MARIANAS GET NEW U.S. COAST GUARD SHIP

By John Ravelo

SAIPAN, CNMI (Saipan Tribune, Oct. 30) - A new U.S. Coast Guard ship will be patrolling the Marianas, a development that is seen to boost homeland security in the Commonwealth.

The 225-foot USCG cutter Sequoia will be replacing the Sassafras, a ship that was deployed to the South Pacific region since 1944.

"We'll be covering the CNMI," said Ensign Meaghan Mercer, the USCG's public affairs officer based on Guam, citing that patrolling the CNMI's territorial waters is part of the Coast Guard's primary mission.

The Coast Guard is under the U.S. Department of Homeland Security.

The Sequoia is equipped with a modern computer system, allowing for less crew on board.

"This new class of cutters is equipped with a Dynamic Positioning System and a special propulsion system allowing the ship to maneuver in one spot. These improvements allow the newer class of buoy tenders to work faster with a smaller crew complement and position aids to navigation with greater accuracy," Mercer said.

The Sequoia would augment the presence of Navy ships docked on CNMI waters to deter illegal activities and terrorists that would use the sea as a point of entry.

A few months ago, some residents on Saipan expressed concern over the unnoticed entry of a wooden Philippine boat carrying six foreign nationals and an American. Although the aliens were not criminals, they lacked the travel documents to lawfully enter CNMI jurisdiction.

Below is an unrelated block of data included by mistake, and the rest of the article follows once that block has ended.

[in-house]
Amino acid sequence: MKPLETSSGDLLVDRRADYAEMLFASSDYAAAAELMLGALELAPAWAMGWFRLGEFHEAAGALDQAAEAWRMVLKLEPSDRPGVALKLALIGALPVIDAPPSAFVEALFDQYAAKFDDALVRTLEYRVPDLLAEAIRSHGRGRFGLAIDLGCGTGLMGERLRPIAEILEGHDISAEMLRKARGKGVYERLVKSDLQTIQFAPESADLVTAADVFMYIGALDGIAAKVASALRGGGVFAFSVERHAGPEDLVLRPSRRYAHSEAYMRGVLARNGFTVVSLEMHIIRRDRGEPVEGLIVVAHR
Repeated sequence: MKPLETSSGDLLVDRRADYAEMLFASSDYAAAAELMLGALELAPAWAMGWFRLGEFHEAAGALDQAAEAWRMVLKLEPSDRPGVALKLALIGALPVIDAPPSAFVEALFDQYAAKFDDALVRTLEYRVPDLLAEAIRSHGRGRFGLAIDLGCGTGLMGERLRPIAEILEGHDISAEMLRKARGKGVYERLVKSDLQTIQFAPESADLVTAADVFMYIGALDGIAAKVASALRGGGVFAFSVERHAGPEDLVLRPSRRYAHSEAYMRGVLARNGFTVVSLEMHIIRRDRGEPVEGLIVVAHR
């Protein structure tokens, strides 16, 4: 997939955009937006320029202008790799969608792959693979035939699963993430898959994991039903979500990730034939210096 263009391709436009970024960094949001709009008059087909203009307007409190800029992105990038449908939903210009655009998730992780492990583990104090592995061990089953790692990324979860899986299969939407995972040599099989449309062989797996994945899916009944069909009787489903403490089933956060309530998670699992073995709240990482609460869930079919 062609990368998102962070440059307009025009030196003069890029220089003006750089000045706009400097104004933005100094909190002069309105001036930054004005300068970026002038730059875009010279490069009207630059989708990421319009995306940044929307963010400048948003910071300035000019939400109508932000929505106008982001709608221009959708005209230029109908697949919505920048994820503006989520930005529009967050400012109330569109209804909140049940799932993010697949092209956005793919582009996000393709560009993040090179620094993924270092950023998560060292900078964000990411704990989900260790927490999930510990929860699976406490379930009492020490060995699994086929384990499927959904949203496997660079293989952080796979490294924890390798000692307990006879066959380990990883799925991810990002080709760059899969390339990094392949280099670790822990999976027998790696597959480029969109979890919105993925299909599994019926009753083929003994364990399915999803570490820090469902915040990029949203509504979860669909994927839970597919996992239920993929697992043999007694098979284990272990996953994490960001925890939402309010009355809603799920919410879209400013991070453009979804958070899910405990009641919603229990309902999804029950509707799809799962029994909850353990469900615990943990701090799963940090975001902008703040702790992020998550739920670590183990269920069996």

The Sequoia replaces the Sassafras, which would be decommissioned by the Coast Guard tomorrow, in a scheduled ceremony at the Victor Wharf, U.S. Naval Activities on Guam.

The Sassafras, a 180-foot vessel, was dispatched initially to see action during World War II. Before the ship was homeported in Apra Harbor, Guam, Mercer said the Sassafras had homeported in San Francisco; Honolulu; Cape May, New Jersey; and the Governors Island, New York.

"In Guam, the Sassafras has participated in countless missions, including aids to navigation, search and rescue, law enforcement, marine environmental protection and response, and national defense," the Coast Guard ensign said.

The old USGC ship would be donated to the Nigerian Navy, said Mercer. In Nigeria, Sassafras would be used to combat illegal oil trade and for search and rescue missions.

October 30, 2003

Saipan Tribune: www.saipantribune.com

 

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